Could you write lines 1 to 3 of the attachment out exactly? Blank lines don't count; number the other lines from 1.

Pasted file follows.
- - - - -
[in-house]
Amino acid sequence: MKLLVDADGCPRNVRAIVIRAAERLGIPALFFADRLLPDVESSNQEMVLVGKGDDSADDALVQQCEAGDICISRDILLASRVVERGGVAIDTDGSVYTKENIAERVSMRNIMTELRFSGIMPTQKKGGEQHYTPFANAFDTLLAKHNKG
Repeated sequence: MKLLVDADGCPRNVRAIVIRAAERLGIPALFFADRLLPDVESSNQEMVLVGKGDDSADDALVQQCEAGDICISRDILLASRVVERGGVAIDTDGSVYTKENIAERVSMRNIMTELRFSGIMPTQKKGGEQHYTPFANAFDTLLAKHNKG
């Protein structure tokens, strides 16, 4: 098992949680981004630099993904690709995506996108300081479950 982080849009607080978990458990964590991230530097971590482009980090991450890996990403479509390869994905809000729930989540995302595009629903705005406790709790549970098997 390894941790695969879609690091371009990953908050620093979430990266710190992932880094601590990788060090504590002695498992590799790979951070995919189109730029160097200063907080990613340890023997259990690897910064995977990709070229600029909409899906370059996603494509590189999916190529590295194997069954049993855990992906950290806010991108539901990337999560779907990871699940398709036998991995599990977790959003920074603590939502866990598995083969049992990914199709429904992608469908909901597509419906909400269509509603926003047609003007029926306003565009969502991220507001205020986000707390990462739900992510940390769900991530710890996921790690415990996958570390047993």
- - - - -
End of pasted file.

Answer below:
[in-house]
Amino acid sequence: MKLLVDADGCPRNVRAIVIRAAERLGIPALFFADRLLPDVESSNQEMVLVGKGDDSADDALVQQCEAGDICISRDILLASRVVERGGVAIDTDGSVYTKENIAERVSMRNIMTELRFSGIMPTQKKGGEQHYTPFANAFDTLLAKHNKG
Repeated sequence: MKLLVDADGCPRNVRAIVIRAAERLGIPALFFADRLLPDVESSNQEMVLVGKGDDSADDALVQQCEAGDICISRDILLASRVVERGGVAIDTDGSVYTKENIAERVSMRNIMTELRFSGIMPTQKKGGEQHYTPFANAFDTLLAKHNKG